Using Technology to Deepen Democracy, Using Democracy to Ensure Technology Benefits Us All
Tuesday, May 20, 2014
A Week for Reading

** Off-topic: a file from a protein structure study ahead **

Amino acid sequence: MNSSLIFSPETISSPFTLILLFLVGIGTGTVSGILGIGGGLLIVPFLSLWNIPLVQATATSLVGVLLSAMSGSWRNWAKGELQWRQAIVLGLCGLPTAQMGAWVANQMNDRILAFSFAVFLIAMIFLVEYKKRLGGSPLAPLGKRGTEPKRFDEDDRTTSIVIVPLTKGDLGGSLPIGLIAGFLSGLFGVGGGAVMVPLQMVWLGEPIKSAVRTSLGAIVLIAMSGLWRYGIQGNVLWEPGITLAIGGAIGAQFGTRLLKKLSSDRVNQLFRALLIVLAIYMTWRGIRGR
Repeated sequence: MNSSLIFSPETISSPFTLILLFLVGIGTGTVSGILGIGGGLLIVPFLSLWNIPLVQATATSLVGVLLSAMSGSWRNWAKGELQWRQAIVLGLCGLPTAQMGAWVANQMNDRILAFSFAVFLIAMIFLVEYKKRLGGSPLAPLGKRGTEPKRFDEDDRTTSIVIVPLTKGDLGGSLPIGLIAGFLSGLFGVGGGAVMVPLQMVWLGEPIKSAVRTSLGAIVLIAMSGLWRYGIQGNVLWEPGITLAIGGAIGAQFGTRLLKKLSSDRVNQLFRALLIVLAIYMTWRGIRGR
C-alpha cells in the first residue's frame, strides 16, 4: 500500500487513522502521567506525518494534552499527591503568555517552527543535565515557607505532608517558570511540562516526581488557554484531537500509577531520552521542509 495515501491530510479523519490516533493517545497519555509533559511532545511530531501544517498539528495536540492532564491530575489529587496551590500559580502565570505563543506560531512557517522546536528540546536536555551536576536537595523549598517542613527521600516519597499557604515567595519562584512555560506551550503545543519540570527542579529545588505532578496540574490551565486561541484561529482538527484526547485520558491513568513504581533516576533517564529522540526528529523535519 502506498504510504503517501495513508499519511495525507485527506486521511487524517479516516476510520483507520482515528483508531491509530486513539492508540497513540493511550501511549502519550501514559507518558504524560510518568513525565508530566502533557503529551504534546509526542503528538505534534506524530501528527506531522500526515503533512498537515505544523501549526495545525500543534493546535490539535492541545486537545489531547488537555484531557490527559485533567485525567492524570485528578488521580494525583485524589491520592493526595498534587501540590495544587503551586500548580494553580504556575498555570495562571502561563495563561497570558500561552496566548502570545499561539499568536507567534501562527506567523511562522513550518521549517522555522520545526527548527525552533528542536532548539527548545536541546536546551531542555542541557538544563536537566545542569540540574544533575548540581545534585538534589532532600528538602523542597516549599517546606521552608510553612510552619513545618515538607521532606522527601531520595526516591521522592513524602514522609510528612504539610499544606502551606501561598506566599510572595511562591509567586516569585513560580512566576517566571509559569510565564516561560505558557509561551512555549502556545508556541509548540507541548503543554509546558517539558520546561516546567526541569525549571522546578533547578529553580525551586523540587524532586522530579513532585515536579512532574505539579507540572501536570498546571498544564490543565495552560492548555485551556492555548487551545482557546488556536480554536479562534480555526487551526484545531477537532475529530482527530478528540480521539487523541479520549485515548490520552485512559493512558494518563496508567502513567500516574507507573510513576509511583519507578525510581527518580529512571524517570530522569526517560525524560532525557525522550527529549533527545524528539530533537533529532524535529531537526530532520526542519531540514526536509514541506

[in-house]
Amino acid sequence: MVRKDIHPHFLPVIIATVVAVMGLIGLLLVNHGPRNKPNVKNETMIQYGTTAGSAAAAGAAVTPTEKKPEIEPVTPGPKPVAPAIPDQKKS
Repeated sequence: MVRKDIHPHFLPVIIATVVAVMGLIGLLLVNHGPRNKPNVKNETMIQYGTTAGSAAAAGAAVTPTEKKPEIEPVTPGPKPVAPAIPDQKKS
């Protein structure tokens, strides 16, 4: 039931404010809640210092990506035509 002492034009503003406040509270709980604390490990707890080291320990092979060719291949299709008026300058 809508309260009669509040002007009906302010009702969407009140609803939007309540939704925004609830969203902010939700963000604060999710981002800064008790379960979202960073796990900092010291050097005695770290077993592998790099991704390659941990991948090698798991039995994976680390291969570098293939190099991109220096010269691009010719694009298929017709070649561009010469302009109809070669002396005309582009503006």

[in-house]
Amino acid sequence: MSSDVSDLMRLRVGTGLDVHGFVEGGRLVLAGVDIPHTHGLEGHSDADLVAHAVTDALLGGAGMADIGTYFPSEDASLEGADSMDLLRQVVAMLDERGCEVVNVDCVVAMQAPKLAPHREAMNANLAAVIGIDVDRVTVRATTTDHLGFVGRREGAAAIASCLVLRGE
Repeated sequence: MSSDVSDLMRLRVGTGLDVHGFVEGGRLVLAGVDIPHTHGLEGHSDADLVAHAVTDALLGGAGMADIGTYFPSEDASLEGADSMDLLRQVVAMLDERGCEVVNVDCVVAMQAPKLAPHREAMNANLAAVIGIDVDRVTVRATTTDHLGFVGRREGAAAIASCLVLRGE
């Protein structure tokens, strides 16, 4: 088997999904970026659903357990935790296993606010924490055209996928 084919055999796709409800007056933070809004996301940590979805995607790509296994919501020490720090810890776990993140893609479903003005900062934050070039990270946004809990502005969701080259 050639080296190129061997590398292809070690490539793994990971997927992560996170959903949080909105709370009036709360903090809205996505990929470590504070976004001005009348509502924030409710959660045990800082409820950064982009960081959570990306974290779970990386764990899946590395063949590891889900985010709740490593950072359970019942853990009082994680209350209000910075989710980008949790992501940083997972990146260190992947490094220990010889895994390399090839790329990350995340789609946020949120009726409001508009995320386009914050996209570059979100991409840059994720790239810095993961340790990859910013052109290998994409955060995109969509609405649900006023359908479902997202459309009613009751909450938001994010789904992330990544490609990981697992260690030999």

I'm making preparations for next week's teaching in Berkeley -- my yearly summer's turn back to the Greeks and Romans is always like an ecstatic leap into an overheated pool -- but this is mostly a week off for rest and recovery from the near madness of the end of term scrum behind me. I've been reading Chimamanda Ngozi Adichie, starting with her latest novel Americanah and then polishing off her most famous Half of a Yellow Sun in just a day's distress, both of which were spellbinding in their different ways. Now I'm wondering if I should turn next to her short story collection or her debut novel, both of which are now waiting on my desk, tapping their little book feet impatiently for my attention. I am a compulsive completist in my reading, and have been since I was about ten, mostly swallowing science fiction canons whole. Responding to a book has always lead me to vacuum up everything the author has written, and forcing myself through even texts that are failed early experiments or which don't work for me for other reasons just to try to get at more fully whatever it was that moved me initially, or even just once, has lead me by the hand to find new possibilities in myself available for the places the author has been that I'm more ready to change into than I could ever know in advance. I have always known it was a flaw in my mind that I rarely have the resources of attention for neighbors that I have for books on shelves. On the few occasions I have read people as I do books, it was usually because I had fallen in love first, or in the reading found myself falling. There are things I haven't had time to write about lately that have been on my mind, but I don't know if I'll be blogging a lot this week or if all that will have to wait for the weird rhythms of summer teaching.